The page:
Posts Tagged ‘Missions’
We all can come up with a thousand reasons why we don’t do this or that type of evangelism. We make excuses for why we don’t open air preach such as, “Well I don’t think that is effective” or we are not bold enough. We make excuses about why we don’t give out tracts such as, “Well I believe friendship evangelism is more effective.”
But my point is do something! Don’t allow compromise to rob you of the joy that comes from preaching the gospel to the lost. Do something. Do anything to get God’s Word out. Pass out tracts. Pray for the lost. Preach in the open air. Give money to missions. Do something for the gospel. Don’t be lazy and allow people around you to go to hell while you sleep in the light. Don’t study theology and sit in your warm office and never talk what God has been teaching you and take it to the lost. Jesus commands us to go (Matthew 28:19). The Great Commission is not a suggestion. It is a command. He calls us to go and preach His gospel to all of creation (Mark 16:15). God saved us so that we would worship and adore Him and take Him to every single aspect of our lives (2 Corinthians 5:14-15).
When you criticize the “cooky” street preacher, do you share your faith? When you talk about how you think servant evangelism is the best method of sharing your faith, do you still preach the gospel to the very ones that you are helping? Are people around you heading toward hell while you sit there with the truth and say nothing?
Leonard Ravenhill wrote,
“Could a mariner sit idle if he heard the drowning cry?
Could a doctor sit in comfort and just let his patients die?
Could a fireman sit idle, let men burn and give no hand?
Can you sit at ease in Zion with the world around you DAMNED?”
Can we? Can we just sit here and study God and His Word and not be moved to compassion for the lost? Does not the very heart of God shine forth at the very beginning in Genesis 3:15 with His giving of a Redeemer? Our God is a missionary God who sent both His Son (John 3:16) and His Spirit (John 16:8-11) to convict the world. Romans 2:4 says that it is the goodness of God that leads us to repentance. He does this in the giving of His Son. How then can we ignore those around us who need the gospel? How can we pass by the people we work with or in Wal-Mart who need Jesus and His forgiveness? The world is not coming to the Church. The Church is commanded by Jesus to go to them. Jesus has even equipped us with bold power from the Holy Spirit to evangelize the nations (Acts 1:8).
Let us forsake our laziness and go and preach the gospel to the lost. They will not come to you. You must go to them. Preach to them. Pray for them. Give out tracts. But do something! Nothing equals damnation.
I have heard many people use this phrase about Jesus saying that He was a “friend of sinners.” This is based on Matthew 11:19 (NASB) which reads, “The Son of Man came eating and drinking, and they say, ‘Behold, a gluttonous man and a drunkard, a friend of tax-gatherers and sinners!’”
This is suppose to teach us that Jesus then was a friend of sinners and so should we be. Sinners don’t need to hear repentance, holiness, God’s wrath against sin, etc. They need to hear about how good He is, how loving He is, and how accepting He is. Sinners don’t need to see our pointed fingers (as one popular song says) at them but to hear the good news of God’s love for them and that He has a wonderful plan for their life. They need to hear good news and not bad news.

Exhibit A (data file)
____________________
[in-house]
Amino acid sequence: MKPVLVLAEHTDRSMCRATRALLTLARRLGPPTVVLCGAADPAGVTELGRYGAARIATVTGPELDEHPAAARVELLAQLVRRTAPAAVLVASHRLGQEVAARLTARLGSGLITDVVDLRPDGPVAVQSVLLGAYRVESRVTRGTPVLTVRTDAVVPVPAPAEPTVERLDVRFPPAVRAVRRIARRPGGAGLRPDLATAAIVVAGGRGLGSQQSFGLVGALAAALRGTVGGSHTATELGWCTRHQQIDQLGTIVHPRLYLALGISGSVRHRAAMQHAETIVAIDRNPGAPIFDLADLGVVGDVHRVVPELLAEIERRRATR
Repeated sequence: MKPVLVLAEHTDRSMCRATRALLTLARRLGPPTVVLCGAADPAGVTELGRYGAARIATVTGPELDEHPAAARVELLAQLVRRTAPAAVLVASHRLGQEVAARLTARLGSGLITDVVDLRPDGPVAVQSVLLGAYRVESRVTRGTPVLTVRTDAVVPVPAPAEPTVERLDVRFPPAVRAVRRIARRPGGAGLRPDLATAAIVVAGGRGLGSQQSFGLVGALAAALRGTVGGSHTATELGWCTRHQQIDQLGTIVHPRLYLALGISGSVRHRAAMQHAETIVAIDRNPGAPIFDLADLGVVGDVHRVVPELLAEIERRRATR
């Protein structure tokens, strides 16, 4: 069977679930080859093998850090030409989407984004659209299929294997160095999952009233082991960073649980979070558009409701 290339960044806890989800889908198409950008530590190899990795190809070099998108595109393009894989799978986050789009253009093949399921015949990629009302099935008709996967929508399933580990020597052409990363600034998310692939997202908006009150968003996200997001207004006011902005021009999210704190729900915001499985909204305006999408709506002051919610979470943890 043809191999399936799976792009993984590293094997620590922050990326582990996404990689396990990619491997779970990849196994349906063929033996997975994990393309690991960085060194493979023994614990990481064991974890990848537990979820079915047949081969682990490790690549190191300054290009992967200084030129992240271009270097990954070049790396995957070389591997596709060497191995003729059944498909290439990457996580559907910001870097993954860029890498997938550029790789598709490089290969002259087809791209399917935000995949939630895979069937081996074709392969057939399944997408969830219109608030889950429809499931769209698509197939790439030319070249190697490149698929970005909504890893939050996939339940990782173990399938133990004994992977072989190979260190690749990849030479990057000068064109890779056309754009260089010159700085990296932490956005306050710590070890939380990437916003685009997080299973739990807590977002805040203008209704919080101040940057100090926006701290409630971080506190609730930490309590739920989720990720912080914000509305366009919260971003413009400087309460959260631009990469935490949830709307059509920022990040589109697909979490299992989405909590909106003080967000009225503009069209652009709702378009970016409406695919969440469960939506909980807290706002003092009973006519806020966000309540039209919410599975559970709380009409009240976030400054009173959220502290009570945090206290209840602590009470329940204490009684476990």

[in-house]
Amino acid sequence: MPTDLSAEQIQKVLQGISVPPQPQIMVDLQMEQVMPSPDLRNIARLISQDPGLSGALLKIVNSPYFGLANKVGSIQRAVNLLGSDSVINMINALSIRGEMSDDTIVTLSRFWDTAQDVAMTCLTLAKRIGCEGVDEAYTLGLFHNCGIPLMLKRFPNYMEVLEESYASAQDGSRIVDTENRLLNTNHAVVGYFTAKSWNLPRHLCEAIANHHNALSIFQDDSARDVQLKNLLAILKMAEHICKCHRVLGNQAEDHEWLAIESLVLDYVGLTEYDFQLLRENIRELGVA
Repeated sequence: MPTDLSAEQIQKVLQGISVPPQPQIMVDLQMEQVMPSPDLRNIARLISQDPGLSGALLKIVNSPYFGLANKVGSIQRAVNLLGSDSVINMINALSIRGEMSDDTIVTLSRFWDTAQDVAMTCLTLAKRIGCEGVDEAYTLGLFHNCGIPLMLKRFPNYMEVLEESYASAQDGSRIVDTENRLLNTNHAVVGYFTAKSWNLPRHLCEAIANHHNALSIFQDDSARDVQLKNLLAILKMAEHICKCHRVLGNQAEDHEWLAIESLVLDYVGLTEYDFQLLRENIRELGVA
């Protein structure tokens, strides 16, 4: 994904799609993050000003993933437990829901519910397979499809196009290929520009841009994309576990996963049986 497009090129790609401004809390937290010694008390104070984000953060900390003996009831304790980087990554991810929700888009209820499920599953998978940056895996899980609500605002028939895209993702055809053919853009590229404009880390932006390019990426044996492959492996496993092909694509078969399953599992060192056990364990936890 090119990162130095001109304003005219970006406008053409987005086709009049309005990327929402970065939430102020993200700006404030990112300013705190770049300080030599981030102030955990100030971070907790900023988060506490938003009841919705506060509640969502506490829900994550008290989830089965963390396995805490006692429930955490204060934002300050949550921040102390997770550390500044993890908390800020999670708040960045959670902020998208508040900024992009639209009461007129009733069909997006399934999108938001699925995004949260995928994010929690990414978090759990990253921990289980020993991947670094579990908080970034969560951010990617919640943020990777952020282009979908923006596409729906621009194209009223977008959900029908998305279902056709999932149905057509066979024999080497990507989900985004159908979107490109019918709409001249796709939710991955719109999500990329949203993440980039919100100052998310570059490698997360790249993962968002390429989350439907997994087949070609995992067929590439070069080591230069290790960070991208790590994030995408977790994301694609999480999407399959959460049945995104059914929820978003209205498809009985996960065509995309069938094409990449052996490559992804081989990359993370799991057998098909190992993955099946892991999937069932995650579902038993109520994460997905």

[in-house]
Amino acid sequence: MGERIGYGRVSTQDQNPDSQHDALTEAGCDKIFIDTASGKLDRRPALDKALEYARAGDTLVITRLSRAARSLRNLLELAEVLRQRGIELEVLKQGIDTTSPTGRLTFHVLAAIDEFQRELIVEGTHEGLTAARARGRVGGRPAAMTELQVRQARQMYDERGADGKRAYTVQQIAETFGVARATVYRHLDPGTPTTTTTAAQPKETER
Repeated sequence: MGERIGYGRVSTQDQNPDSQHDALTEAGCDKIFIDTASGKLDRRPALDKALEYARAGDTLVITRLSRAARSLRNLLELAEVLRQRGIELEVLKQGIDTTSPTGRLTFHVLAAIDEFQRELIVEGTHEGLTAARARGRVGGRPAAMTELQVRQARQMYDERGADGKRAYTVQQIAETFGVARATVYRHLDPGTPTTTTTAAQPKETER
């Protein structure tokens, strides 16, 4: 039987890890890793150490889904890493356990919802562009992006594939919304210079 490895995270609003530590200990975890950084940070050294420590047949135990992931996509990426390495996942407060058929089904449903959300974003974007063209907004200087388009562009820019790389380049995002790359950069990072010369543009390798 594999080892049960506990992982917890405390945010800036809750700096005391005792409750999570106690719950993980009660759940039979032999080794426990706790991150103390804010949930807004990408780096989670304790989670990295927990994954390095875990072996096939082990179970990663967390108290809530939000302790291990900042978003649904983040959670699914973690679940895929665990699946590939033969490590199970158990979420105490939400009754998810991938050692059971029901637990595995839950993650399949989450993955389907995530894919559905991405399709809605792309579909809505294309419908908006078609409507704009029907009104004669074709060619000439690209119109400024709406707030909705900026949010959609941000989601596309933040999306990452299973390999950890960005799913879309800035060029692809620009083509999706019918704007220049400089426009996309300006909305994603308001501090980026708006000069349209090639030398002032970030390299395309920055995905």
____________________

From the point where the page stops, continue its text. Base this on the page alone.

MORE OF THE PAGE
The problem is that the text doesn’t teach what they want it to teach. I have even had people tell me that they evangelize people by being a “friend of sinners” just like Jesus and they justify drinking with their lost friends, watching ungodly movies with their sinful friends, or just hanging out with them but never communicating the gospel, never discussing the law of God. They are just “friends of sinners.” Like Jesus.
Let’s look at Matthew 11:19 and then let us look at other passages in the Gospels to see if Jesus was a “friend of sinners” who didn’t call people to repent of their sins or to be holy. First of all, Jesus is the One speaking here in Matthew 11:19. He says that this slanderous accusation was being said by this generation of Jews (v. 16). The point was that they were wrong in what they were saying about Him (vv.15-19). In verse 20 Jesus even says, “Yet wisdom is vindicated by her deeds.” His point: look at My actions. Look at My life. If I am truly sinful, look at my life. Look at my disciples. Wisdom is vindicated by her deeds. I am not sinning but I live to please the Father.
Further, if Jesus is truly a “friend of sinners” then we should find Him doing what others say we should do: loving sinners as they are, not calling people to repent, not calling out sins. But what do we find about Jesus? In the very next verses notice what Jesus does as we read in Matthew 11:20:
“Then He began to denounce the cities in which most of His miracles were done, because they did not repent.”
He began to do what? To denounce the cities? But I thought He was good, loving, and non-judgmental? Jesus even says in verse 24, “Nevertheless I say to you that it shall be more tolerable for the land of Sodom in the day of judgment, than for you.” What? How could this be from this loving, non-confrontational Man?
There is no doubt that Jesus saved His harshest words for the religious (see Matthew 23) but He did call people to repent. He said in Luke 13:1-5:
Now on the same occasion there were some present who reported to Him about the Galileans whose blood Pilate had mixed with their sacrifices. And Jesus said to them, “Do you suppose that these Galileans were greater sinners than all other Galileans because they suffered this fate? I tell you, no, but unless you repent, you will all likewise perish. Or do you suppose that those eighteen on whom the tower in Siloam fell and killed them were worse culprits than all the men who live in Jerusalem? I tell you, no, but unless you repent, you will all likewise perish.”